A: We had a few brands available and involved already from the merging stores, but none were deeply established, and "Desert Sky" lets us operate over a wide area and still capture regional flavor.  It was possible we could have started over under a new brand entirely, but in the end there were too many positives to justify discarding it.

Q: Will store hours, event times and days, etc, be the same at every location?
A: Mostly.  We will phase in changes between now and January 1st.  The best way to assure turnout for a daily event is consistency, so for most things, we're either leaving it alone entirely, or making a definitive change and ripping the band-aid as soon as possible.  The better an event is already performing, the less we want to screw with it.

Q: Will cards cost the same at every location?
A: Eventually yes.  The point-of-sale is not integrated yet and won't be for a while.  Crystal Commerce does not do multi-store.  But the standard for pricing chain-wide is for lightly played cards (according to TCG Direct, which means near mint by most peoples' reckoning) to be TCG Market price.  Buying ratios will also be made consistent.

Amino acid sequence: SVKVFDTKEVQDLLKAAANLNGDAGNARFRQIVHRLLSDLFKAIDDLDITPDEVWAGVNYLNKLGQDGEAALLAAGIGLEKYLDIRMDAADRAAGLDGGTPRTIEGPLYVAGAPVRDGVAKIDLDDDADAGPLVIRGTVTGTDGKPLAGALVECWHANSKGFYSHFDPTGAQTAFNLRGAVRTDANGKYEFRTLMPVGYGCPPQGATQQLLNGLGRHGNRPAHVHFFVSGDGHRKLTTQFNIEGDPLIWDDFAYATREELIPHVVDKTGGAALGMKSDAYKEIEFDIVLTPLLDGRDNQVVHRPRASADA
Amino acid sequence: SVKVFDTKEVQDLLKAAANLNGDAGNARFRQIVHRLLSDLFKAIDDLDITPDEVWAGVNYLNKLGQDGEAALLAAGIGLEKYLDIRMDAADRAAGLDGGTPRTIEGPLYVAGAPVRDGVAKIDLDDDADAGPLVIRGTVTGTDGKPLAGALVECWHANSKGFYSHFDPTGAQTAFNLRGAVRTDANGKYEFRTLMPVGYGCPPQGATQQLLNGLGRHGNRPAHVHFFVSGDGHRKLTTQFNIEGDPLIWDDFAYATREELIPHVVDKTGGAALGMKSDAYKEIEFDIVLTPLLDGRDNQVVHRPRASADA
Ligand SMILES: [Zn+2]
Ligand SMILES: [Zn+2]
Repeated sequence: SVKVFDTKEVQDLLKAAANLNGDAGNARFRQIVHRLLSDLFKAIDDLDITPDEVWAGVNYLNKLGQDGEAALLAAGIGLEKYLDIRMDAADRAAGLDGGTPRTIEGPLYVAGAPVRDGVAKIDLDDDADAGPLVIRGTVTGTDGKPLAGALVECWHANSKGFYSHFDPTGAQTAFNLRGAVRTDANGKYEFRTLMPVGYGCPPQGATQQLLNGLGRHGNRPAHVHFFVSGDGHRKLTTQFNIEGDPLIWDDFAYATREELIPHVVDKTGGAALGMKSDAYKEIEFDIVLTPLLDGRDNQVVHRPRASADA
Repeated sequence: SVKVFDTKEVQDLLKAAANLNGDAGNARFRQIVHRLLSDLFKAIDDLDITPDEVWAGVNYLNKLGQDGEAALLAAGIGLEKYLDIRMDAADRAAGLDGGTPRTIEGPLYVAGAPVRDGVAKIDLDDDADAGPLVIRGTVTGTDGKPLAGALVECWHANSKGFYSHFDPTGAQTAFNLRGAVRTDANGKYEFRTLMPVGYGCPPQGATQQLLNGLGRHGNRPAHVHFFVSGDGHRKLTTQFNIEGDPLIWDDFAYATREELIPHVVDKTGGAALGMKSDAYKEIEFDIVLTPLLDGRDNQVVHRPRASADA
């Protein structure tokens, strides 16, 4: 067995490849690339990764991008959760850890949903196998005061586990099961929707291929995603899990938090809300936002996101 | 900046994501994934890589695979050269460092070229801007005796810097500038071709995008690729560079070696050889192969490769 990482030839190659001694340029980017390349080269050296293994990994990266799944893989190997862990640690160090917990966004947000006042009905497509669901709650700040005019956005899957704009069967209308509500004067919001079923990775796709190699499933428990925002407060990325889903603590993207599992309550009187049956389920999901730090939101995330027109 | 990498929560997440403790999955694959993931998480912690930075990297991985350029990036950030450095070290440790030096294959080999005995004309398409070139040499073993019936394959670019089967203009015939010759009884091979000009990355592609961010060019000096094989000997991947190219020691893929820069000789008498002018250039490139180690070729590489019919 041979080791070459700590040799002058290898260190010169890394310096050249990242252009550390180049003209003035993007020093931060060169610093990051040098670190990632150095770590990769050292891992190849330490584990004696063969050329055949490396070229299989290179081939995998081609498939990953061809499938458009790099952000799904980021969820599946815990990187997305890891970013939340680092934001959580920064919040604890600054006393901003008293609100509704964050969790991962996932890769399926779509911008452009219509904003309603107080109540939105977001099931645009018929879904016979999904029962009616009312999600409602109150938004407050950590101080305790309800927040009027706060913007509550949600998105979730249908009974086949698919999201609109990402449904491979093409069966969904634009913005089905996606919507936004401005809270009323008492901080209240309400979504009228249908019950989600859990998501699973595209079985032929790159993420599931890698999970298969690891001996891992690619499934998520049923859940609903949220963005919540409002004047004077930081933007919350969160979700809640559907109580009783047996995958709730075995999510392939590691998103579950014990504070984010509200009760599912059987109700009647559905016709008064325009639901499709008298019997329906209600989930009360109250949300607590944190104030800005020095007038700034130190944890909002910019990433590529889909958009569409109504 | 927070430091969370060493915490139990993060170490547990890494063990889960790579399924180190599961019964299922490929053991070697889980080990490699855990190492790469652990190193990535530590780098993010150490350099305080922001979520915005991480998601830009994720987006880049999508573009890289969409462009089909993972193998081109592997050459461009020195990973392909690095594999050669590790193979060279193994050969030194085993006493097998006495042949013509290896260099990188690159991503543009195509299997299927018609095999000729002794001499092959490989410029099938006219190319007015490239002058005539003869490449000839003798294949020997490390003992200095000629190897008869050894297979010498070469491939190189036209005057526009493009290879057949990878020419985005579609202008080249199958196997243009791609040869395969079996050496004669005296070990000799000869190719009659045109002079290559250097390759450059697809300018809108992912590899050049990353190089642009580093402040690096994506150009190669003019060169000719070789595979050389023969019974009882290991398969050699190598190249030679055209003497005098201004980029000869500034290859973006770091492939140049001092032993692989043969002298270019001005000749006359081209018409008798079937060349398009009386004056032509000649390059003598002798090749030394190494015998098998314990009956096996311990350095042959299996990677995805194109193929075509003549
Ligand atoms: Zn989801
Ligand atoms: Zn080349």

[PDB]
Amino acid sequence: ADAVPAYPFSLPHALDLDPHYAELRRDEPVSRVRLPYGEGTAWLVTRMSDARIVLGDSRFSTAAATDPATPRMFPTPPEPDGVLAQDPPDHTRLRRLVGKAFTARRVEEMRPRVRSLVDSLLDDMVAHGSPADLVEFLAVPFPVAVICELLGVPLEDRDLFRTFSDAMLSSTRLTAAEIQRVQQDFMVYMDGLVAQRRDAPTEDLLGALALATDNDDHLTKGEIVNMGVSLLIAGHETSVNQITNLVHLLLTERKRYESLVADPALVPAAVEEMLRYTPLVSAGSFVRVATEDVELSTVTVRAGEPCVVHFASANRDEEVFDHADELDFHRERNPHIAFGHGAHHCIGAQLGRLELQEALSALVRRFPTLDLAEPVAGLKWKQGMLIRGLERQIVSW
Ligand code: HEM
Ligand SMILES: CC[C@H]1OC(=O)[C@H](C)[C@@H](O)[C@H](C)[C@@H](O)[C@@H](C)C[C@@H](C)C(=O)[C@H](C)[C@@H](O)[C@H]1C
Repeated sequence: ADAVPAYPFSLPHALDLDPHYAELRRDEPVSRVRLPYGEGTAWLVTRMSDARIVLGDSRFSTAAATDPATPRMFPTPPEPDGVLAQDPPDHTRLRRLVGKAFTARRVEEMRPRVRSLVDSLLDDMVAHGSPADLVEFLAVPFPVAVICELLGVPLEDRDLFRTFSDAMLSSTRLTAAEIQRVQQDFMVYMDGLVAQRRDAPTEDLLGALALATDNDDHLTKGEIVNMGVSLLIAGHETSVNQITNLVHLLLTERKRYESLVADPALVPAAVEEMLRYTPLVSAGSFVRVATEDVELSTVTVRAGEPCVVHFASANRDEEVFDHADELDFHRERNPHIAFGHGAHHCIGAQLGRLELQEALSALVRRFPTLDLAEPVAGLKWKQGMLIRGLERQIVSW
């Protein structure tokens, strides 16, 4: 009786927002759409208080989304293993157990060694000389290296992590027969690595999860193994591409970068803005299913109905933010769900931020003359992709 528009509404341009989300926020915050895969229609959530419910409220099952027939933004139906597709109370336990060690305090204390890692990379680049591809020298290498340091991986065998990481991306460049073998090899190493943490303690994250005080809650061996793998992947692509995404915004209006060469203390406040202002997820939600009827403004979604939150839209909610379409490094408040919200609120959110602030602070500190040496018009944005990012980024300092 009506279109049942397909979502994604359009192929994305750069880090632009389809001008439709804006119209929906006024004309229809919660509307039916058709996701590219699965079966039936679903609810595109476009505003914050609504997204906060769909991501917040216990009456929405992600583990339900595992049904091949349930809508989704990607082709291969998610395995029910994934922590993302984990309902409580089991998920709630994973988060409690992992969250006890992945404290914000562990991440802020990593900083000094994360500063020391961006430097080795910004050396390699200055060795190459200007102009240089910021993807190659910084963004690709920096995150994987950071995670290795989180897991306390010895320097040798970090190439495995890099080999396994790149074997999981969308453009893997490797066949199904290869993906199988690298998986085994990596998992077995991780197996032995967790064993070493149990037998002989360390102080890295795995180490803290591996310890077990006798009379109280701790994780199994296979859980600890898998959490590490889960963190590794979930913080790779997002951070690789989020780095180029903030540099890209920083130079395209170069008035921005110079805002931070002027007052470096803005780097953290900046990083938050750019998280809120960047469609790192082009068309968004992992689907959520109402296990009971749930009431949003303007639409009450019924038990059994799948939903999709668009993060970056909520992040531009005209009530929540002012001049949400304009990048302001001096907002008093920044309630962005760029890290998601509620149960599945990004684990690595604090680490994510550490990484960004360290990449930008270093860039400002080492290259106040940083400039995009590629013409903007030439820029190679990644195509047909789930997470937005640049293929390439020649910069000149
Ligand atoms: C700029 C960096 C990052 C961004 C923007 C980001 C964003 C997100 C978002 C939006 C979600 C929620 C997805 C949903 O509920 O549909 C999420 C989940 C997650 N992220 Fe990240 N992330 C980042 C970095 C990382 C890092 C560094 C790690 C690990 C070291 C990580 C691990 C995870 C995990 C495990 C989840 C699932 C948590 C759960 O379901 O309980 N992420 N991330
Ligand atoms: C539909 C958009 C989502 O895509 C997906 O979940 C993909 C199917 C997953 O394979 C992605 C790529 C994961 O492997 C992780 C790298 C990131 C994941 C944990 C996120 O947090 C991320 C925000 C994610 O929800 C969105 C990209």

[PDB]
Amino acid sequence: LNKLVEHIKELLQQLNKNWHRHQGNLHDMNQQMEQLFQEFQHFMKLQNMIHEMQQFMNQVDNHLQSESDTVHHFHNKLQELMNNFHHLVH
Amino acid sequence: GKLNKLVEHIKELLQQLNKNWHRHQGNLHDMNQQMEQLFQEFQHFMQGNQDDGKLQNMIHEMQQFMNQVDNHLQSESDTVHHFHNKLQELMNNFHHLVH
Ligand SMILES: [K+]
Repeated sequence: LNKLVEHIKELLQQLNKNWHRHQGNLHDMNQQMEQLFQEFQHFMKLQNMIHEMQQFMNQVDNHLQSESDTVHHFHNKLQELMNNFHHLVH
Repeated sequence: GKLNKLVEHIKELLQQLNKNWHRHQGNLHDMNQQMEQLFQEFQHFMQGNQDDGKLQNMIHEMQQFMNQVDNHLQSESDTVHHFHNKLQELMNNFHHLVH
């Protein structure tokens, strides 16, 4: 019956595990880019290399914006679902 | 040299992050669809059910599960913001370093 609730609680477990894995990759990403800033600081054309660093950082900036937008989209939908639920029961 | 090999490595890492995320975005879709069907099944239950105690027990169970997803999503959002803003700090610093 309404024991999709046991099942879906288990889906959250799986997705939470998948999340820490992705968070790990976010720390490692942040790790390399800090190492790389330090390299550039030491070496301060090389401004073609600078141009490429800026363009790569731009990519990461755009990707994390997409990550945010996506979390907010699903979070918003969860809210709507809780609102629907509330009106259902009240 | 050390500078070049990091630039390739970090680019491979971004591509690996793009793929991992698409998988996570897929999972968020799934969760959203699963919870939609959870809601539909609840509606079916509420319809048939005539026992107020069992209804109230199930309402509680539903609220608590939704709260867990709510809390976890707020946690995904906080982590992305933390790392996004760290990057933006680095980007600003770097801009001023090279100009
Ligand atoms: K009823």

Q: What will tournament prizing be?
A: To be announced.  Right now everything is staying the way it is at each store, which is not the same across the board.  We want to capture the best parts of each store's offering.  Pack prizing has been enormously successful at DSG Gilbert, especially in building a play experience that is more pleasant for participants, even those who like to play competitively.  However that success for Standard, Draft, and Sealed has not carried over to Modern and Legacy, where nobody wants packs and never will.  It may occur that every store running Eternal constructed events will issue prizes in store credit for those.